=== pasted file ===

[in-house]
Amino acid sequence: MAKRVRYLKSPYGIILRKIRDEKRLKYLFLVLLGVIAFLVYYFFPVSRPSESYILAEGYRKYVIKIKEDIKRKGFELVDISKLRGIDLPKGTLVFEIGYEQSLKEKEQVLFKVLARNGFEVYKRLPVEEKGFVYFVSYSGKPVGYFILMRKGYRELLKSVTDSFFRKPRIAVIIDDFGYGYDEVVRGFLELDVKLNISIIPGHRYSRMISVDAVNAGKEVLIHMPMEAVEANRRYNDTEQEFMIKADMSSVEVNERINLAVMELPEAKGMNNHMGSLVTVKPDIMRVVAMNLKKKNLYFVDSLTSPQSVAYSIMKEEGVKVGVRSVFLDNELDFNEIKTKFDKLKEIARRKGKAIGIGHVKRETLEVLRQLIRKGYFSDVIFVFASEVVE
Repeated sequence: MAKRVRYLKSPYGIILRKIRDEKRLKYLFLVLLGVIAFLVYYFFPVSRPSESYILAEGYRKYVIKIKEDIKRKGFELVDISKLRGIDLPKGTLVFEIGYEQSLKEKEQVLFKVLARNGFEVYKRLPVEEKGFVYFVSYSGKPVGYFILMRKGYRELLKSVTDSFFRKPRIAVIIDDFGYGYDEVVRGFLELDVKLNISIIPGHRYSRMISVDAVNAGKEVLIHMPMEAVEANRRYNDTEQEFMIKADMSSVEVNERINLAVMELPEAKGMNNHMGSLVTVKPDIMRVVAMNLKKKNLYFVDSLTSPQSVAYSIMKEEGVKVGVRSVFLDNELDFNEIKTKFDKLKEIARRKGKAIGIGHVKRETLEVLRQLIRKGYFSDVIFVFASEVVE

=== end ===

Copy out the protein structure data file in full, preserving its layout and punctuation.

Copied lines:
[in-house]
Amino acid sequence: MAKRVRYLKSPYGIILRKIRDEKRLKYLFLVLLGVIAFLVYYFFPVSRPSESYILAEGYRKYVIKIKEDIKRKGFELVDISKLRGIDLPKGTLVFEIGYEQSLKEKEQVLFKVLARNGFEVYKRLPVEEKGFVYFVSYSGKPVGYFILMRKGYRELLKSVTDSFFRKPRIAVIIDDFGYGYDEVVRGFLELDVKLNISIIPGHRYSRMISVDAVNAGKEVLIHMPMEAVEANRRYNDTEQEFMIKADMSSVEVNERINLAVMELPEAKGMNNHMGSLVTVKPDIMRVVAMNLKKKNLYFVDSLTSPQSVAYSIMKEEGVKVGVRSVFLDNELDFNEIKTKFDKLKEIARRKGKAIGIGHVKRETLEVLRQLIRKGYFSDVIFVFASEVVE
Repeated sequence: MAKRVRYLKSPYGIILRKIRDEKRLKYLFLVLLGVIAFLVYYFFPVSRPSESYILAEGYRKYVIKIKEDIKRKGFELVDISKLRGIDLPKGTLVFEIGYEQSLKEKEQVLFKVLARNGFEVYKRLPVEEKGFVYFVSYSGKPVGYFILMRKGYRELLKSVTDSFFRKPRIAVIIDDFGYGYDEVVRGFLELDVKLNISIIPGHRYSRMISVDAVNAGKEVLIHMPMEAVEANRRYNDTEQEFMIKADMSSVEVNERINLAVMELPEAKGMNNHMGSLVTVKPDIMRVVAMNLKKKNLYFVDSLTSPQSVAYSIMKEEGVKVGVRSVFLDNELDFNEIKTKFDKLKEIARRKGKAIGIGHVKRETLEVLRQLIRKGYFSDVIFVFASEVVE